California lawmakers on voted to gut a unique and embattled state agency that both collects taxes and allows elected representatives to settle disputes from taxpayers.
The Legislature on voted to strip the Board of Equalization of almost all of its power and to replace it with two new departments.
One of them, a new Department of Tax and Fee Administration, is expected to be up and running by July 1. It’ll take over the Board of Equalization’s responsibility to manage dozens of tax and fee programs, such as tobacco taxes, cannabis taxes and sales taxes.
The other department will take the Board of Equalization’s mandate as California’s tax court, where residents and businesses have appealed to elected representatives to settle their disputes with tax collectors. That work instead will go to administrative law judges who would be appointed from the state’s Office of Administrative Hearings.
Good government commissions and the Legislative Analyst’s Office have been calling for the dissolution of the Board of Equalization since 1929. It was created in 1879 to ensure that county assessors fairly collected property taxes across the state.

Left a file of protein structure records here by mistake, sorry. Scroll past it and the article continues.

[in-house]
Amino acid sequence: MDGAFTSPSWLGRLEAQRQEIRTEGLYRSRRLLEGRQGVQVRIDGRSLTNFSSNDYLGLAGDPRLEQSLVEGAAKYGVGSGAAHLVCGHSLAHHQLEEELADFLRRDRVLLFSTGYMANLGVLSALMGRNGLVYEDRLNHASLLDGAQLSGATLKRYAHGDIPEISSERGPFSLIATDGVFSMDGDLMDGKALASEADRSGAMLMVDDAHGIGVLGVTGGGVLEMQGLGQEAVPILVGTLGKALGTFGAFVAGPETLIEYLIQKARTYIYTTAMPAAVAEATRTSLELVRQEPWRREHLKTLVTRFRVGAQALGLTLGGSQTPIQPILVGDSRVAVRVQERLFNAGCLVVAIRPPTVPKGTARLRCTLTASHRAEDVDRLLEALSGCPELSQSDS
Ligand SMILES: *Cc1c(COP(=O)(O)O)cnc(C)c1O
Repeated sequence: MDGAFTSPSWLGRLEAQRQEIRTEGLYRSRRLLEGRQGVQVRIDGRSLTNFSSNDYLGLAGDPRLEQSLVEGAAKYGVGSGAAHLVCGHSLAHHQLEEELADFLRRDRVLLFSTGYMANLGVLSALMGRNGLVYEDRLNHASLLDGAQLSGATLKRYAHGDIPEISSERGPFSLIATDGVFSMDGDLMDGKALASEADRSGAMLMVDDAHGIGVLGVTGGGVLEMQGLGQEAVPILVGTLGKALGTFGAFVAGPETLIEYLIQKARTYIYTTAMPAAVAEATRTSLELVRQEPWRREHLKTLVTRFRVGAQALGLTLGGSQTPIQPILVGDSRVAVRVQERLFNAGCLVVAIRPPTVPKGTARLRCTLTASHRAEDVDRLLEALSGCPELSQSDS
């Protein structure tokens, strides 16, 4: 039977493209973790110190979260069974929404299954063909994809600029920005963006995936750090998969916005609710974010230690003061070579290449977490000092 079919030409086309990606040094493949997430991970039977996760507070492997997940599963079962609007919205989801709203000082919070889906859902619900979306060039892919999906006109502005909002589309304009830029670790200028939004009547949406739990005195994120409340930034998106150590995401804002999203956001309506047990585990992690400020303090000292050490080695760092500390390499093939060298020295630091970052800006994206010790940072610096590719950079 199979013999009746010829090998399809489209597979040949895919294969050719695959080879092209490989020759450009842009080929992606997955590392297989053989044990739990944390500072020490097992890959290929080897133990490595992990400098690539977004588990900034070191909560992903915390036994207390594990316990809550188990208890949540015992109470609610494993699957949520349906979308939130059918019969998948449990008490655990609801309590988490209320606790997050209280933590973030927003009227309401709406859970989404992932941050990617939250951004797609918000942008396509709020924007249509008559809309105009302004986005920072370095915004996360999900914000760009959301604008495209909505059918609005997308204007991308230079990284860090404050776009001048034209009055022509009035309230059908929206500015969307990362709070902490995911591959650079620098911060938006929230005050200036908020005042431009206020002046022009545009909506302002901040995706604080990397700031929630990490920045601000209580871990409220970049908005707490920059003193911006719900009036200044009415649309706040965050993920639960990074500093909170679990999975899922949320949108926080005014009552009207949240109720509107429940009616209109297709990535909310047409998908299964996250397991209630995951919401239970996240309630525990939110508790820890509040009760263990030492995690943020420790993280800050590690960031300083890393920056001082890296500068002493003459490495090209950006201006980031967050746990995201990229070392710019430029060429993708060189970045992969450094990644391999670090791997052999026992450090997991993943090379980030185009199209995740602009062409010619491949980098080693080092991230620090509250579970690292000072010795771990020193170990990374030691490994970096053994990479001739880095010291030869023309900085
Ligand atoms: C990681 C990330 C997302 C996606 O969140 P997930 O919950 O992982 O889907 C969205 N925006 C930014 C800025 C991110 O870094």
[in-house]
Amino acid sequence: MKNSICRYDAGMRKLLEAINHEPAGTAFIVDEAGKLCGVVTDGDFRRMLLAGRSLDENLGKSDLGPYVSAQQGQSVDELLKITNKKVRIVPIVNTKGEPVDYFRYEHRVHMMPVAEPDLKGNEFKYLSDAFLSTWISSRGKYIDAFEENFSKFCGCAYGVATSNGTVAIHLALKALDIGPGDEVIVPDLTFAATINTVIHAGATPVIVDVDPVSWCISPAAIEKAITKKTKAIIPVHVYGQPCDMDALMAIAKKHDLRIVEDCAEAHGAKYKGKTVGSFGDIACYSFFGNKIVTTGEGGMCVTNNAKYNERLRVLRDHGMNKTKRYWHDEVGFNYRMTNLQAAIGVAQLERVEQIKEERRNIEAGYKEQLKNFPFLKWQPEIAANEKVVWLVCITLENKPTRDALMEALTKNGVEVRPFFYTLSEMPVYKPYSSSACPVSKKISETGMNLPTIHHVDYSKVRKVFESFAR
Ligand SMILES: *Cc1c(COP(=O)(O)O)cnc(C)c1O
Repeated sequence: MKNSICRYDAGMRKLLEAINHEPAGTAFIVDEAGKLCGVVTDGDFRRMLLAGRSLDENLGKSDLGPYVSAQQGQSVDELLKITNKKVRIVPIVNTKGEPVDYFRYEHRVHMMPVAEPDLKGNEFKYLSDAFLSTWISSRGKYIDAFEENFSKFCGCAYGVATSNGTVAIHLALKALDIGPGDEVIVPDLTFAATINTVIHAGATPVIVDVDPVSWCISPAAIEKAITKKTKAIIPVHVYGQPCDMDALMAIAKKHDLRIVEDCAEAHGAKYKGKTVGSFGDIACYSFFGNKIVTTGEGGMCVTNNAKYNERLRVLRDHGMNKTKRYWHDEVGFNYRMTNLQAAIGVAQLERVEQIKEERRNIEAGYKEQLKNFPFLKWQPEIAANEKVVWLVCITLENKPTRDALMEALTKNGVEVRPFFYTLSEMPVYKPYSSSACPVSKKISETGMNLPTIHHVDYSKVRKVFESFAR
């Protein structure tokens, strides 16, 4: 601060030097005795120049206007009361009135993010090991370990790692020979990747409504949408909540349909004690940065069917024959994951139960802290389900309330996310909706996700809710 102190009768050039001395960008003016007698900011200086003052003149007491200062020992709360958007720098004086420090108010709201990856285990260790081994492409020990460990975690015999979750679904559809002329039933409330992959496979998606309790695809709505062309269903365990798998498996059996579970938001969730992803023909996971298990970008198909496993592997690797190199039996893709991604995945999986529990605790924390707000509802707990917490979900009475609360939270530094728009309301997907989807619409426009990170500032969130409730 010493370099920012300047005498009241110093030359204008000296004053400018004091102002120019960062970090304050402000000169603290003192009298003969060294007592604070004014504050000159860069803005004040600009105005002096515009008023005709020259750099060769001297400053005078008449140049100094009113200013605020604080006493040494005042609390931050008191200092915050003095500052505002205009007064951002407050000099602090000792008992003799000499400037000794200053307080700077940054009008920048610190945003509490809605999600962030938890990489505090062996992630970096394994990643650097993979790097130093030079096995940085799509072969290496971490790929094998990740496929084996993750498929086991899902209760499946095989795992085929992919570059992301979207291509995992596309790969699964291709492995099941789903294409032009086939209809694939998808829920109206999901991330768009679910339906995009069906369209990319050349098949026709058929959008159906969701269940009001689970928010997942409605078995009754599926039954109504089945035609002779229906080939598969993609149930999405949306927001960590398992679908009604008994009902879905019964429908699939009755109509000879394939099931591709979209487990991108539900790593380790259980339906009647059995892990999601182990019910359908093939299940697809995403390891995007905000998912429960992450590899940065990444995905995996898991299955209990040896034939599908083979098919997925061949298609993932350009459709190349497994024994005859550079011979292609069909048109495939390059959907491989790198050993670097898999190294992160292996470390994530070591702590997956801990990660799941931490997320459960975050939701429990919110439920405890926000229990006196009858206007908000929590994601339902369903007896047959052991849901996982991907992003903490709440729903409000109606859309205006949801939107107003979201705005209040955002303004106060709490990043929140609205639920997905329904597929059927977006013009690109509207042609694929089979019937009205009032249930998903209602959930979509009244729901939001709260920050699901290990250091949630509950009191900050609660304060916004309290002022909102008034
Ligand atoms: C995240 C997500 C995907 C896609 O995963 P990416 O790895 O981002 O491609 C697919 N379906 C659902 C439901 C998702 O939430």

Since then, it has grown to become one of three main tax-collecting agencies in state government and the only elected tax board in the country that hears disputes from taxpayers.
In recent years the board has been rocked by scandals. The Sacramento Bee revealed questionable donations that appeared to benefit elected members, campaign contributions that were bundled in a manner that disguised their volume and an expensive renovation of a board member’s office that cost taxpayers $130,000.
A damning audit in March showed that board members at inappropriately intervened in the agency’s daily operations, created a climate of fear among state workers who feared retaliation from elected officials and allowed faulty accounting that misallocated tax revenue.
State Controller Betty Yee announced the proposal to break apart the tax agency on Monday. It was endorsed by Gov. Jerry Brown, Assembly Speaker Anthony Rendon and Senate President Pro Tem Kevin de León. Their supporters viewed the proposal as long-overdue change at the tax agency.
Source: The Sacramento Bee